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Hasselblad Macro - XCD 120mm vs V 120mm

jjosephlatshaw

New member
I’m interested in doing some general macro photography utilizing my Hasselblad equipment. For starters, here’s what I have:

Hasselblad X:
907X
45P
CFV II 50C

Hasselblad V:
500C/M (actually a late 500C with user-replaceable focusing screens. I have the Acute Matte screen designed for the first CFV with the split prism and 44x33 and 33x34 frame lines)
50mm C T*
100mm C T*
180mm CF

What would be the best course of action? Should I consider the XCD 120mm? My concern there is the focus-by-wire, and autofocus being of limited utility for macro work. That said, is it optically much better than one of the V 120mms? I know the manual focus will be helpful, and these are much cheaper. I believe I also would be well served with some extension tubes, but can I use a V lens I have with extension tubes? Obviously for the V setup, I’d use Live View with mirror lockup and the electronic shutter.

I appreciate any guidance you can provide!
 

tcdeveau

Well-known member
I could be wrong, but my impression is that you can't get 1:1 with the 120mm XCD (and there are no extension tubes), so it might not be the best choice for serious macro work depending on your needs.

You could also consider the HC 120mm (V1 or II) and the XH adapter.

Hopefully someone with some real-world experience will chime in.
 

mikejmcfarlane

New member
For the price of the XCD 120 you can pick up a Cambo Actus DB technical camera which works beautifully with the CFV back. Plenty stunning large format lenses on eBay. You would also need a macro bellows and rail, but I think you would be in the same ballpark price wise, particularly if you shopped wisely on eBay. Eg here is an Actus DB2 https://www.ebay.co.uk/itm/Cambo-Ac...2349624.m46890.l49286&mkrid=707-127634-2357-0

I bought my Actus DB from that seller and all good. Reach out to them with any questions.

Moving to a technical camera transformed all my photography, it’s so much more creative due to the extra control. Plus you get better control of depth of field and plane of focus control. Image placement is also so much easier. And the large format lenses are super sharp, usually with their own beautiful characteristics. I love the XCD lenses, but the schneider kreuznach 90mm apo digitar is incredible, I will be buried with that lens. Beautiful colours and bokeh, and it’s ability to “draw” an image matches that of Leica glass imho
 

jjosephlatshaw

New member
Mike,

Thank you for the detailed response, it’s actually made me think that I might also have another possible solution partially in hand. Last year, I had an opportunity to pick up a mint Tachihara Field Stand 4x5 (mislabeled Fiel Stand IIRC) camera. Due to the pandemic, I’ve not got around to using it, and the cost of 4x5 sheet film made me wonder whether to sell it. Do you think I could use a camera like this for similar work? I believe I could get an adapter to use the CFV II with it, and an appropriate lens, but I’m not sure its movements would be sufficient, but using what I have would certainly save me some cash, not to mention the fact that the camera is quite lovely!
 

jng

Well-known member
I’m interested in doing some general macro photography utilizing my Hasselblad equipment. For starters, here’s what I have:

Hasselblad X:
907X
45P
CFV II 50C

Hasselblad V:
500C/M (actually a late 500C with user-replaceable focusing screens. I have the Acute Matte screen designed for the first CFV with the split prism and 44x33 and 33x34 frame lines)
50mm C T*
100mm C T*
180mm CF

What would be the best course of action? Should I consider the XCD 120mm? My concern there is the focus-by-wire, and autofocus being of limited utility for macro work. That said, is it optically much better than one of the V 120mms? I know the manual focus will be helpful, and these are much cheaper. I believe I also would be well served with some extension tubes, but can I use a V lens I have with extension tubes? Obviously for the V setup, I’d use Live View with mirror lockup and the electronic shutter.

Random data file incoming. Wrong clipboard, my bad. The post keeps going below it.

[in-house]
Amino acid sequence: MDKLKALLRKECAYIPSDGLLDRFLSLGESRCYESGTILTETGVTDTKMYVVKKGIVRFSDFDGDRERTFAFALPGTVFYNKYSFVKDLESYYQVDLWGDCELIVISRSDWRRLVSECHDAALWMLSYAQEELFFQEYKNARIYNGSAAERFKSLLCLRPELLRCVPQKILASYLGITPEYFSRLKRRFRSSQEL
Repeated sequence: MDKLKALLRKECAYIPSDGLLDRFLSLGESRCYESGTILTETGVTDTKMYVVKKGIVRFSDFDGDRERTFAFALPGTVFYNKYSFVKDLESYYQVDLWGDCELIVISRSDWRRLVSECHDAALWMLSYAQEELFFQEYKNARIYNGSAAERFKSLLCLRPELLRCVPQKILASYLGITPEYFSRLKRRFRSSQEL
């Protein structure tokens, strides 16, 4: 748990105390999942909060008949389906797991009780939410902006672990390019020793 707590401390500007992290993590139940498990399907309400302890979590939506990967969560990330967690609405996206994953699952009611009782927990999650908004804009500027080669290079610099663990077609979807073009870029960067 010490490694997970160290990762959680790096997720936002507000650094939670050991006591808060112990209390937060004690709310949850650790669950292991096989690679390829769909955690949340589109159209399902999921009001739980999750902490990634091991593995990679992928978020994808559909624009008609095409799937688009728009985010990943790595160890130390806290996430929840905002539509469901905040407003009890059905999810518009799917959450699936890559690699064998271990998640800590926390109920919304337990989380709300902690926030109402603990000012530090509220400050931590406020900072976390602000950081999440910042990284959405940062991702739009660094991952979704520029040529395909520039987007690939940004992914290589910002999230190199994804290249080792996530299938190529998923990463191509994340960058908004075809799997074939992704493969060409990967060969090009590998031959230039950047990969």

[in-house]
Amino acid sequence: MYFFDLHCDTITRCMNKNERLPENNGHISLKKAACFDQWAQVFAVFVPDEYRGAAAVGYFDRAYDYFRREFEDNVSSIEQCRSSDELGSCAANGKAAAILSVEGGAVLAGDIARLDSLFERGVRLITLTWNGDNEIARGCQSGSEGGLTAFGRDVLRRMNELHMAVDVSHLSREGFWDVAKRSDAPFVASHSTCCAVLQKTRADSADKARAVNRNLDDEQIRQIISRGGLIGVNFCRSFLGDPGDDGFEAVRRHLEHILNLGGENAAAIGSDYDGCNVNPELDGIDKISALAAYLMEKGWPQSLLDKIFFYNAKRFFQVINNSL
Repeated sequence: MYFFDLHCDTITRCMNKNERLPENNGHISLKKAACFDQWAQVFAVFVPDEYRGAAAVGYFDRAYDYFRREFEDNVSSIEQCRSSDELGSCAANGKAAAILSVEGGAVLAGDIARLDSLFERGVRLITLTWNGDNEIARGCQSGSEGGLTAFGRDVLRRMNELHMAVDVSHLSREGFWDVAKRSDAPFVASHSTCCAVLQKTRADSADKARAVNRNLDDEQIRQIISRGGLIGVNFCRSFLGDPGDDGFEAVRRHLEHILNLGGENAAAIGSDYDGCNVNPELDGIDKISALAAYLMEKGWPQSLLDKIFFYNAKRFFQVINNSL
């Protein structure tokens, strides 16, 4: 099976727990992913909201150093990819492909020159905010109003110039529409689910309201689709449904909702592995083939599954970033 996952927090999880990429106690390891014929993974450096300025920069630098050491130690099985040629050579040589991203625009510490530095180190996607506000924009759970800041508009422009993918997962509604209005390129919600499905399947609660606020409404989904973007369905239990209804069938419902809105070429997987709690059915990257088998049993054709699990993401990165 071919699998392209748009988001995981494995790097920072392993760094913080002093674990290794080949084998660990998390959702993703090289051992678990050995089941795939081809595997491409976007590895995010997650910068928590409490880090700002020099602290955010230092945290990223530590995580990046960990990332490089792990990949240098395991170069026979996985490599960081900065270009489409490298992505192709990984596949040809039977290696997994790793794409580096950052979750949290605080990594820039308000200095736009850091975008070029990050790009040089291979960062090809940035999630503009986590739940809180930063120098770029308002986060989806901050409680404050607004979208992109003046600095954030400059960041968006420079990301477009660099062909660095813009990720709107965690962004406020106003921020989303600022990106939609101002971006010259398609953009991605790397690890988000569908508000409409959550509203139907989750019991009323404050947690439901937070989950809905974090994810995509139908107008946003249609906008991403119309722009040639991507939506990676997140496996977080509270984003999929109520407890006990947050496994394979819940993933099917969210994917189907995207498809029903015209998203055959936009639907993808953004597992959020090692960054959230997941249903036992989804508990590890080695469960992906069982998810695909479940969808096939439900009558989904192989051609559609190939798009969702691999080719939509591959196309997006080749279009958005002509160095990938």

I appreciate any guidance you can provide!
Considering the gear you already own, including some very nice V system lenses, you might consider picking up the XV adapter for flexibility. It's only $250 USD and you might find using these manual focus lenses on the 907/CFVII much easier w/live view than on the 500 body (assuming, of course, that you're OK with using the electronic shutter). You can then pick up and test out either the 120 or 135 CF Makro-Planar for a lot less $$ than the XCD 120 Macro. The 120 Makro-Planar is pretty easy to find on the used market and goes down to 1:5, the 135 with its nifty bellows to 1:1. You can increase magnification with the V system 120 using extension tubes - I do this all the time on both my X1D and Cambo/IQ4 150.

How the older Makro-Planars stack up against the XCD 120, I don't know, as I don't own the latter and haven't compared them. However I've used the CF 4/120 and 5.6/135 Makro-Planars as well as the older 5.6/120 S-Planar extensively for macro work, and love the way they render. Again, a pretty inexpensive experiment assuming you can just sell the lens if you're not satisfied with the results.

Hope this helps.

John
 

jjosephlatshaw

New member
jng,

Thank you for the details and advice, and the compliments on the V lenses; I've been lucky to find them at reasonable prices early in the pandemic. One question I do have - what is the benefit of the XV adapter over using the 500C body with the mirror locked up? Is it just the weight and size reduction? Or is there a functional benefit? $250 isn't much to spend compared to Hasselblad equipment, but it is one additional thing to carry, unless I'm committed to 100% digital on a given trip.

For the sort of macro work I see myself doing, I don't think the electronic shutter is too much of a disadvantage; I'm not sure I'd do enough to invest in the sort of strobes that would work well with flash on the 500C, and I've got some Luxli LED panels to make it easy to get the exposure right without the complication of metering with flash. Plus, the electronic shutter means no vibration while making an exposure.